By Helen Kadirire
Primary and Secondary education minister Lazarus Dokora has said 2 300 new teachers are set to start work by September this year.
Government had frozen the recruitment of new workers, including teachers and nurses, but the move overburdened the employed few with heavy work load.
In an interview with the Daily News, Dokora said he was not worried about the funds to pay the teachers, considering government is currently struggling to pay civil servants, since he is not the employer.
“All I know is that in September new teachers will be going to schools. The budget and how they will be paid is up to the employer. I do not deal with those issues. I have been public to say I want 7 000 teachers but for now I have been allowed 2 300. Those will join the teaching force in the third term,” he said.
In June, Dokora told legislators that Treasury was yet to approve the recruitment of teachers, who were needed to complement subjects provided for in the new curriculum.
MDC legislator Eric Murai has expressed concern on how schools would cope with teaching new examinable subjects like Agriculture when there was no staff and teaching materials.
“Since last year, I have been requesting for a specific number of teachers, 7 000 in particular, but there is a government policy that I will be given 2 300 initially. I am waiting for the 2 300 to be released by the employer, the Public Service Commission. I am still waiting for such a decision to happen,” Dokora said back then.
“It is true . . . that agriculture has become part of the new curriculum of our nation from Grade Three onwards. It is also pertinent to note that it is not a case that is universal, that there are no teachers who are able to undertake that task.
“We have in the past indicated that the deployment of teachers we are making now relates to the specialisation that the teachers did go through during their college days. Further, we have collaboration with the ministry of Agriculture to ensure that there is wholesome and holistic treatment of this area of the new curriculum.”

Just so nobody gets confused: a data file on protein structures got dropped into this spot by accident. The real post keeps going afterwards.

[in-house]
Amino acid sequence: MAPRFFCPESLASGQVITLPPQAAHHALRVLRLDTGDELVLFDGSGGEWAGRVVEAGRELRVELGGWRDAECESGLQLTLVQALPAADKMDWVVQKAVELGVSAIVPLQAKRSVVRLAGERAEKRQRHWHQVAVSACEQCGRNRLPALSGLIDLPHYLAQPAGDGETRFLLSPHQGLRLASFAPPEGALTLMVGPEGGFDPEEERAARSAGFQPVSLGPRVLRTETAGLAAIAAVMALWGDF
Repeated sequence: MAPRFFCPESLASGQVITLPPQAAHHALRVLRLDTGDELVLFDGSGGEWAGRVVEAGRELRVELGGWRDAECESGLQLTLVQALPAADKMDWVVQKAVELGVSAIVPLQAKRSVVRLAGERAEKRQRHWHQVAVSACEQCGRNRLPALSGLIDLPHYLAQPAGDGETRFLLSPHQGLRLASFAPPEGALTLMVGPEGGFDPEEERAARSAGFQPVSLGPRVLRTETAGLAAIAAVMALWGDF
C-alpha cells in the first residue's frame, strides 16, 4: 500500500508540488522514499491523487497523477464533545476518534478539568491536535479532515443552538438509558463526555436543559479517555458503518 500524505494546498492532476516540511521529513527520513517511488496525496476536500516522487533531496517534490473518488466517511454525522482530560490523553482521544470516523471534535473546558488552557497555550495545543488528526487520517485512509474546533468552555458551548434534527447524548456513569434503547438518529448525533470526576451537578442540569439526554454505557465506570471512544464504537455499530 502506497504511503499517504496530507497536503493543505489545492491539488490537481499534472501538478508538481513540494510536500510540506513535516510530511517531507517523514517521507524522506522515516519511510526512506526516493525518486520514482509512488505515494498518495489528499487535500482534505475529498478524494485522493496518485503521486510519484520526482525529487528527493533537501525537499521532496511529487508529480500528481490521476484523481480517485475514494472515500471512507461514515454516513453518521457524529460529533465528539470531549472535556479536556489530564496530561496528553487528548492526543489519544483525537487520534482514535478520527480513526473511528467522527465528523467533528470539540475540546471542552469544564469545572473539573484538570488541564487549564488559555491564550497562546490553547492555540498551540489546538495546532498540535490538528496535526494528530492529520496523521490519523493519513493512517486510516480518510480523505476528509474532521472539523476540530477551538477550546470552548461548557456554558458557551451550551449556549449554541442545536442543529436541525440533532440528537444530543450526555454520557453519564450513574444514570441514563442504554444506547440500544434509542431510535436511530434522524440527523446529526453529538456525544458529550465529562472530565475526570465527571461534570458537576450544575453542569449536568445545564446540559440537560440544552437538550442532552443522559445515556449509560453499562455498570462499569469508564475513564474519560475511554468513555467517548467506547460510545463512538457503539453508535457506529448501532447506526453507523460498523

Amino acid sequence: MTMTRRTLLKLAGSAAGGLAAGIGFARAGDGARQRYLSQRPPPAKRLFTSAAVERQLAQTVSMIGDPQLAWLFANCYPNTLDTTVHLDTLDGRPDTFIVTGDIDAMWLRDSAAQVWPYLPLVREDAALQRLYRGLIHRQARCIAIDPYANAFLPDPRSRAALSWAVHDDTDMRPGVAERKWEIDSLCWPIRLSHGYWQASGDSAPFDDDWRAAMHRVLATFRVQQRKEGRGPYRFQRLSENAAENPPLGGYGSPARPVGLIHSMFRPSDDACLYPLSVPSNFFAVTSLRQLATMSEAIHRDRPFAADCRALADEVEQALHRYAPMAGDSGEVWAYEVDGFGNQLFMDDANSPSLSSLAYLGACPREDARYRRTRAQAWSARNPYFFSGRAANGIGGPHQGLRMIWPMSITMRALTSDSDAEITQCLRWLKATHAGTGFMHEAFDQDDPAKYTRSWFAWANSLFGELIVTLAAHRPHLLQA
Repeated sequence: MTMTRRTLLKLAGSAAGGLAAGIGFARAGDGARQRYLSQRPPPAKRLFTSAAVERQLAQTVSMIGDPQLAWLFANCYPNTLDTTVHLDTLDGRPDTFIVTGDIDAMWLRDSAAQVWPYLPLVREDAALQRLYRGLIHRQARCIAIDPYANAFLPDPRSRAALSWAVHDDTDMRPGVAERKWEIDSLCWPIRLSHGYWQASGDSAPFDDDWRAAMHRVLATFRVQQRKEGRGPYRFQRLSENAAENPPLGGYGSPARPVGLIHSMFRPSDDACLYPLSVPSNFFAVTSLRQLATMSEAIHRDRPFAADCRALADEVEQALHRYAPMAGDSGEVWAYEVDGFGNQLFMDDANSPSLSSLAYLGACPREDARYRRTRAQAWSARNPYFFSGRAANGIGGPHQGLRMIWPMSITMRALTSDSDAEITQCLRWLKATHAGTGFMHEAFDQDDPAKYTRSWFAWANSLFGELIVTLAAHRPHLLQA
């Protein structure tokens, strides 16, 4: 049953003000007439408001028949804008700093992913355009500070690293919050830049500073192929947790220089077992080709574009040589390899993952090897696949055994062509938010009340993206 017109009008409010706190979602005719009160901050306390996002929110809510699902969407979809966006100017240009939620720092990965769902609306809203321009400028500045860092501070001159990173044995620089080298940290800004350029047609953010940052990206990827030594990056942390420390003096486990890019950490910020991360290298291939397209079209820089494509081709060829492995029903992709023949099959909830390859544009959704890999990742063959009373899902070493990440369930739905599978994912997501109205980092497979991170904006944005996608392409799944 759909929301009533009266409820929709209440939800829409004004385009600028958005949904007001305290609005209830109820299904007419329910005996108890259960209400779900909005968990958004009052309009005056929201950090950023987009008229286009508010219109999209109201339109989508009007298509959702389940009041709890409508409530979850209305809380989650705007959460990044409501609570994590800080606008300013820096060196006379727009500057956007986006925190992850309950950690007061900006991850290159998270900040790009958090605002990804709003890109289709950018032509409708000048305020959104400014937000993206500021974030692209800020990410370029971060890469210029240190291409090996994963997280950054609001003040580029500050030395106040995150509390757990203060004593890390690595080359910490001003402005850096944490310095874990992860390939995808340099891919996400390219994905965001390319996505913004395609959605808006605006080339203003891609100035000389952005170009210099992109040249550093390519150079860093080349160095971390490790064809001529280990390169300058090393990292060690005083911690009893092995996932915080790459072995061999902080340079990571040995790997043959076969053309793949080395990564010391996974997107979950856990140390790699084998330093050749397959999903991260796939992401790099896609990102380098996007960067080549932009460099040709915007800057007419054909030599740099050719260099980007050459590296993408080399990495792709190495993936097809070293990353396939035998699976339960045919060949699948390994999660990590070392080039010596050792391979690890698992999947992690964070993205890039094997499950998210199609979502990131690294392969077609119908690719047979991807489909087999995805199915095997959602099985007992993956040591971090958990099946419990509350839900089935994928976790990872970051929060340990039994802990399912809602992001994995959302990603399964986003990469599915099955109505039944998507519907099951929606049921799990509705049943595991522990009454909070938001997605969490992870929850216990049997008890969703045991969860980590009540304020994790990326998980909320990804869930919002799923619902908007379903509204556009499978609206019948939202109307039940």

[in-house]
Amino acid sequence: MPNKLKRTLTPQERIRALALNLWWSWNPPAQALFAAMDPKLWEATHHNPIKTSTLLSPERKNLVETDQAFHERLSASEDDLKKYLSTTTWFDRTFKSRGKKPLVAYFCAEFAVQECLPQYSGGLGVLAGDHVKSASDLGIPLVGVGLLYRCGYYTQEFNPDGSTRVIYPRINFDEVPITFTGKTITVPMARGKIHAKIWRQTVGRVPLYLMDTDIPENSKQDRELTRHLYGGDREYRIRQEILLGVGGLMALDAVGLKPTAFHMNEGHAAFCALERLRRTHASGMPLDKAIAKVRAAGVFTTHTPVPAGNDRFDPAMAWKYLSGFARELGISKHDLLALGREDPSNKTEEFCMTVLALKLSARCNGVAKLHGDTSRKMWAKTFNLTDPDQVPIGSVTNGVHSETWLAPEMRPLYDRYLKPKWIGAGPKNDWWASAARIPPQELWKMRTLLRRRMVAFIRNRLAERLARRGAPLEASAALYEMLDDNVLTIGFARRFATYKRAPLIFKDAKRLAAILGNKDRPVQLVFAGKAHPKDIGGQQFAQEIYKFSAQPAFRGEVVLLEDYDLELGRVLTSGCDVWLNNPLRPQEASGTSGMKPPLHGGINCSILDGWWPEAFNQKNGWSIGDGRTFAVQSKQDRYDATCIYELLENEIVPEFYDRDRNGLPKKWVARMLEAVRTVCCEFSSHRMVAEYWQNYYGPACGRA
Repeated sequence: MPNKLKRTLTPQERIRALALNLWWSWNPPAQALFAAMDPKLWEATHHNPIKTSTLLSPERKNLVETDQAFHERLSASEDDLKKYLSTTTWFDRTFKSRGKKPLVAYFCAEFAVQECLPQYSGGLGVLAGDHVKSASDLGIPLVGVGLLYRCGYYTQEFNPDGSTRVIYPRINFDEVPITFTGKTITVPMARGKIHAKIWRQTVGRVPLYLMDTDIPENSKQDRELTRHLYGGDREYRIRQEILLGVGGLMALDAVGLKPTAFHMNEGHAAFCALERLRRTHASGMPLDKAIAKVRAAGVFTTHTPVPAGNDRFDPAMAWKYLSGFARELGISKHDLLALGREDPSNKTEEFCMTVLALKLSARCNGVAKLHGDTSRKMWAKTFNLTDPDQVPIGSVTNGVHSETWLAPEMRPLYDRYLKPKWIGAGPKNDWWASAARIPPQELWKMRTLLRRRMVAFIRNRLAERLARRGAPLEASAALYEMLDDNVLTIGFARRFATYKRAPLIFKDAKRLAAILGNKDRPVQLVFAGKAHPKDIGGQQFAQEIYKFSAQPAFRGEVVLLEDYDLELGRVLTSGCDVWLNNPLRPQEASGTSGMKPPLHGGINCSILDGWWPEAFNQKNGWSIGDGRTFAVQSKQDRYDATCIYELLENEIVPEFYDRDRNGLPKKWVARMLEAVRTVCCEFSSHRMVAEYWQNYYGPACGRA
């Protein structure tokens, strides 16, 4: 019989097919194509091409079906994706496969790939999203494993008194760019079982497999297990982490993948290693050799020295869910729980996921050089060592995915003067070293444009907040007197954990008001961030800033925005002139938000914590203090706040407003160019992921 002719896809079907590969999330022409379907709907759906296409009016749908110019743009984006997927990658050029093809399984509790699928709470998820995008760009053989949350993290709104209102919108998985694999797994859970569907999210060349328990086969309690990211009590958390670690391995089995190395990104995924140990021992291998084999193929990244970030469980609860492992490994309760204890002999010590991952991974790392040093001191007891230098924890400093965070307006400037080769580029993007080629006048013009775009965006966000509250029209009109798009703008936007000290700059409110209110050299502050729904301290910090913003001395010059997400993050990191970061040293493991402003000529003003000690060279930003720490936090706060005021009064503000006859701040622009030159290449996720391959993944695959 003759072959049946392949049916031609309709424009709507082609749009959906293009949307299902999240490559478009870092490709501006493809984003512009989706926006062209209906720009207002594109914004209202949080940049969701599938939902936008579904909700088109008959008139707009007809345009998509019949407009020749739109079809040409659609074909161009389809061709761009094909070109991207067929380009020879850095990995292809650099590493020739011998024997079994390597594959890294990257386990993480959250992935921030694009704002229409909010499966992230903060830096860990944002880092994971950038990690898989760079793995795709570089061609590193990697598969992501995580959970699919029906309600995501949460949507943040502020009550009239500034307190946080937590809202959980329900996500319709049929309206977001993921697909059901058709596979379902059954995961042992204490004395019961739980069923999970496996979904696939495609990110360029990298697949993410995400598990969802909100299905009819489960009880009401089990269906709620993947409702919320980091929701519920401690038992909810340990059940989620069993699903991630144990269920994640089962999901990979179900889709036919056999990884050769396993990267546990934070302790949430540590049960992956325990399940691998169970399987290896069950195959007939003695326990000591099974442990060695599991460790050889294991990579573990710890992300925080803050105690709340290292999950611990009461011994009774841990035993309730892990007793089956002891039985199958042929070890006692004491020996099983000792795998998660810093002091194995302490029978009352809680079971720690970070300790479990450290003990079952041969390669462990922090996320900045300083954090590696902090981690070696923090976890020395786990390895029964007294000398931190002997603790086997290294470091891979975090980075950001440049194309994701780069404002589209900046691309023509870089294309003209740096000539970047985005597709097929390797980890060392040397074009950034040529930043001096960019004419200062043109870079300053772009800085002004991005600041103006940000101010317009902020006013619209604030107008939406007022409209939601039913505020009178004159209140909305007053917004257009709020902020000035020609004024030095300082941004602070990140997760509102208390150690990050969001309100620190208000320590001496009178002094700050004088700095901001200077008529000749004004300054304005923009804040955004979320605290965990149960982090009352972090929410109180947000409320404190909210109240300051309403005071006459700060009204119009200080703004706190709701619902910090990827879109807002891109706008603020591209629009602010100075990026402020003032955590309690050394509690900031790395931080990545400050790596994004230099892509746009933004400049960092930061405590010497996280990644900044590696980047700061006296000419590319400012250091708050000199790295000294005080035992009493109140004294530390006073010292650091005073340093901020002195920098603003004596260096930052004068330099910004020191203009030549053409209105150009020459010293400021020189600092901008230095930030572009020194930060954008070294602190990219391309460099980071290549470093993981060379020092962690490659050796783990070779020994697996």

Public Service minister Prisca Mupfumira confirmed that the new teachers would start in the new term.
This comes as government is seeking assistance to fund the implementation of the new curriculum, as available resources will only be disbursed by year-end and to select disadvantaged rural schools.
Deputy Primary and Secondary Education minister Paul Mavhima is on record saying while the contribution by churches in the education sector was great they should continue to chip in through teaching and learning resources.
Teachers unions have said the 2017 school year failed to kick-off smoothly as both teachers and school authorities struggled to implement curriculum.
Progressive Teachers Union of Zimbabwe (PTUZ) said three quarters of the country’s schools do not have electricity and computers, making it difficult to implement the new curriculum.
PTUZ argued that the curriculum was not well-thought out and accused government of being opposed to the provision of equitable and quality education.
“A half-baked, constricted, arid, acidic and rigid curriculum has been introduced in 2017 without adequate resources, consultation and engagement of stakeholders,” the union said.
Among some of the additions to the curriculum is the non-formal education component which was recommended in the 1999 Nziramasanga Commission of Inquiry into education.
Parents have also been wondering if some of the additional learning materials being demanded such as traditional percussion musical instruments, mini-laptops and expensive coloured and plain bond paper were necessary. Daily News